Alexander Freed’s Rogue One gives us the best of both worlds. Not only are missing scenes folded into the story seamlessly, they are made to feel essential within the context of the novel. However, Freed never makes the reader suspect that the movie would have been better if it had had these scenes. Readers-as-audience-members do not therefore feel cheated. The scenes as written are perfect for a novel. A novel is a different beast than a movie. A simple fact, sure, but one worth reminding ourselves of. Alexander Freed set out to write a damn fine novel based on a damn fine movie and that is what he’s delivered. He has taken all the story elements available to him — including what didn’t make the final cut — and crafted something truly worthy of the name Star Wars.
I’ve said before that I think Star Wars: Catalyst elevates the media tie-in book to an art. Well, Freed has gone one step further. He’s dragged the novelisation into respectability. The exciting kind rather than Man Booker nominees sort. You know, one of those books people not only want to read because it is something they’re into, but fall in love with and go on to recommend time and again. Rogue One is one such book.
There are so many points of interest throughout the novel — clarifications, re-insertions, additions — that I wouldn’t know where to start with regards to sharing them. So I won’t. Instead, I’m going to let you discover them yourself. You know, by reading. If you’re on the fence about reading the Rogue One novelisation then you’ll just have to trust me and pick up a copy. You may not have watched Rogue One for a while and the home video release seems a distant future away — so reading is the means by which you can keep the dream alive!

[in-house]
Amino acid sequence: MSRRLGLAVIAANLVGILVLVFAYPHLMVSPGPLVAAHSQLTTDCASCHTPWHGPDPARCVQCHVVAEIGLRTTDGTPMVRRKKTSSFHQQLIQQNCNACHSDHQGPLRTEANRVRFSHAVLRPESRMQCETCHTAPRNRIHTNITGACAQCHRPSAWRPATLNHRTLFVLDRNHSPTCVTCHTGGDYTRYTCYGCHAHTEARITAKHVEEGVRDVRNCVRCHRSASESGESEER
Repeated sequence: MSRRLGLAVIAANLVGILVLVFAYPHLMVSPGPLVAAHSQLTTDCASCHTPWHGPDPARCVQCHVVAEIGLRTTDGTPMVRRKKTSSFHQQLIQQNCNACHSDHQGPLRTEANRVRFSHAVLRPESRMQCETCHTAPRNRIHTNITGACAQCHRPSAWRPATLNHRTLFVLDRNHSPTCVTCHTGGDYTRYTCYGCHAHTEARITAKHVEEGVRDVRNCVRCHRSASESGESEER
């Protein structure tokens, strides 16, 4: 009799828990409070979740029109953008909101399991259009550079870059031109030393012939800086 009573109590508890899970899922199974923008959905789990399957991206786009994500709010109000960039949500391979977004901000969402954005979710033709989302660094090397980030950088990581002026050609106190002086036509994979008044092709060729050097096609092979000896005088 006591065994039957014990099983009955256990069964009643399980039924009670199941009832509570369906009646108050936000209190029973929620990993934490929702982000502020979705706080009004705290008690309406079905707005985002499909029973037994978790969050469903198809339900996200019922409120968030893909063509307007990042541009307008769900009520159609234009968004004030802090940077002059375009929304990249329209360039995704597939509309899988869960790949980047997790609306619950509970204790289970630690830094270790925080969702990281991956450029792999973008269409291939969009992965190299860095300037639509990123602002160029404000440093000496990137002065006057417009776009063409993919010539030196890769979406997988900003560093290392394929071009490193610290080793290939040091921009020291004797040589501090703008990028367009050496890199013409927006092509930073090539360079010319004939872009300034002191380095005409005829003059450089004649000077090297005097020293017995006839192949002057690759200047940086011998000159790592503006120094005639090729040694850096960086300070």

Of course I understand why some may consider the Star Wars novelisations non-essential. You’re not getting a new story and you’re happy to watch the missing scenes when they land on home video. I get it, I do. But what if you were given a new and unique perspective on the movie by a brilliant storyteller? I think you’d want to hear it.
The opening of the hatch
“It was a scene out of her memory playacted on a new stage — an impossible, nightmare re-creation for the benefit of the little girl who had run to the cave.
But that girl was buried in the wet dirt below the hatch in Jyn’s mind. Her wails of anguish and terror were muted.”
My favourite aspect of Alexander Freed’s Rogue One is his development of Jyn Erso’s inner life. After witnessing her mother’s murder and father’s capture at the hands of the Empire the young Jyn hides in the Erso’s secret place. There is a hatch and there is a cave. There she waits for Saw Gerrera and he does indeed come to rescue her. But imagine the waiting and what it would do to a young mind. Freed imagines this and more. The hatch and the cave become powerful symbols within Jyn’s mind. They allow Freed to map out her psychological journey through the course of the story. The imagery is powerful and primal — mythic and personal — and you can’t get any more Star Wars than that.
Rogue One: A Star Wars Story by Alexander Freed is published by Century in the UK and is available now. © Lucasfilm Ltd.